Here in the northern hemisphere, we are traveling towards the coldest, darkest part of the year. The last of the pale yellow leaves will be gone soon, leaving the forest bare. Before long, we will see the first snowfall.
I love this transition into winter - there is so much beauty and richness to enjoy. I look forward to the chance to sink deeper into my inner life. The autumn and winter are a time when we can take a look back at the year so far and assess where we are. It's a good time to let go of things that no longer serve us and to plan ways to make our lives better in general. Now is the time to root into the earth, to plant the seeds of change, to hibernate and dream ourselves into a new year of exciting stuff.
This is also a time when we can really feel our moods dip, and our health can wane a bit if we're not careful. The transitional nature of the season, the ups and downs of the temperature as we shift to colder times, and even the emotional transition into darker days can leave us more vulnerable to sickness. And, of course, here in the states we are approaching a time of travel, holiday gatherings (which have their own set of serious stressors, both mental and physical), and endless to-do lists.
It can be tough to stay well and balanced in general, but add in all the extra stuff winter throws at us, and it gets even harder.
So, I thought I'd offer up some of the things I do to stay grounded and feeling good throughout this transitional period and the (sometimes) intense holiday season. I'm sure it's not perfect, and the things I share probably won't work for everyone, but I hope this might be a good starting point.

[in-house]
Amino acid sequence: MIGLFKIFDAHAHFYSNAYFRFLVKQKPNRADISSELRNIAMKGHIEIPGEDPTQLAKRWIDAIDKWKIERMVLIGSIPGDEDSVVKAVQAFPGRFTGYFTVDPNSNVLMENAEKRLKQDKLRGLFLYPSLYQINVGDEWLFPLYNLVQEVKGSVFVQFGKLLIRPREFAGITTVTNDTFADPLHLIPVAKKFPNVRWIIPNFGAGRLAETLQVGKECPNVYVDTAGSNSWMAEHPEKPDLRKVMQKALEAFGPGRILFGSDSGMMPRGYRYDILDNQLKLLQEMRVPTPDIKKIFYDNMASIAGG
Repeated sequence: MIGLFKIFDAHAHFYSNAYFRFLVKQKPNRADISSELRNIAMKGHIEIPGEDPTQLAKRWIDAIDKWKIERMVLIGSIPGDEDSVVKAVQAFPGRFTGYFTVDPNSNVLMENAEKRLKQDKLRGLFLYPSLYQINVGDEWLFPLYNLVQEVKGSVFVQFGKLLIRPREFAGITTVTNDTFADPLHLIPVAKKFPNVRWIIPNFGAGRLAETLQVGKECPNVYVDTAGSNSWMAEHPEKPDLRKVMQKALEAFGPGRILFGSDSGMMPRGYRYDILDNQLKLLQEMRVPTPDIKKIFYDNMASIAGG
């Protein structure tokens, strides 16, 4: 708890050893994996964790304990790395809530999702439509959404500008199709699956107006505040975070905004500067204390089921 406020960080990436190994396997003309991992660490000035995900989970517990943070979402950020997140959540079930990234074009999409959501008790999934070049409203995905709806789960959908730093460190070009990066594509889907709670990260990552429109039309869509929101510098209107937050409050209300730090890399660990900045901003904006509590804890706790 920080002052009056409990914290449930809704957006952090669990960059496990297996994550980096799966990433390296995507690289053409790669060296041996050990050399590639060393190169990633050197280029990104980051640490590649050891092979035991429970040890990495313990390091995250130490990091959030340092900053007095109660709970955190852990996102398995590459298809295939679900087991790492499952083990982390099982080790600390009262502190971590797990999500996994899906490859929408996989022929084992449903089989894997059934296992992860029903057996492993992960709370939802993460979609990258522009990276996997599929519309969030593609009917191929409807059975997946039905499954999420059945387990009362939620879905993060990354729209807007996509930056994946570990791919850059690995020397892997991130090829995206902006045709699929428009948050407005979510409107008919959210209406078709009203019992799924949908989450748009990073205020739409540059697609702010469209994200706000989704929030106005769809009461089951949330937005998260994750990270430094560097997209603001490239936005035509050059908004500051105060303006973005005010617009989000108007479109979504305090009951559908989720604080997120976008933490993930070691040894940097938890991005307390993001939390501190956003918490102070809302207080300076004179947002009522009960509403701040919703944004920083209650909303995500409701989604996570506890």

Eat Hearty, Warming Foods
As any decent herbalist/nutritionist/grandmother will tell you, diet is the absolute foundation of wellness. Our gut is an incredibly complex microbiome that also contains its own vast nervous system, and I can't emphasize enough how important it is to keep it happy and balanced. The gut-brain connection is strong; eating nourishing foods not only boosts our immune systems, but helps to keep our mood balanced as well.
Now is the time to build ourselves up with root vegetables, squashes, and warming herbs and spices like rosemary, thyme, sage, cinnamon, nutmeg...and all those delicious fall faves. Focus on hearty soups, roasted vegetables, and warm grains. I also love to incorporate infused vinegars and honeys into my meals for a little extra herbiness.
Take Your Elderberry Syrup and Fire Cider
When the temperatures really start to dip, I make a big batch of fire cider - a spicy sweet oxymel infused with things like onion, horseradish, ginger and turmeric. Sounds kinda weird, and maybe a little unappealing, I know...but it's very warming and packs a real antiviral punch.
Another thing I always keep on hand in the winter is Elderberry syrup. Elderberries are strongly antiviral and give the immune system a gentle nudge. Taking a little bit every day, or when you start to feel ill, can help you stay well and could reduce the duration of colds and the flu. Plus, it's delicious, so it's something everyone will be happy to take! (The recipes and more info on both fire cider and elderberry syrup can be found here, if you want to check them out.)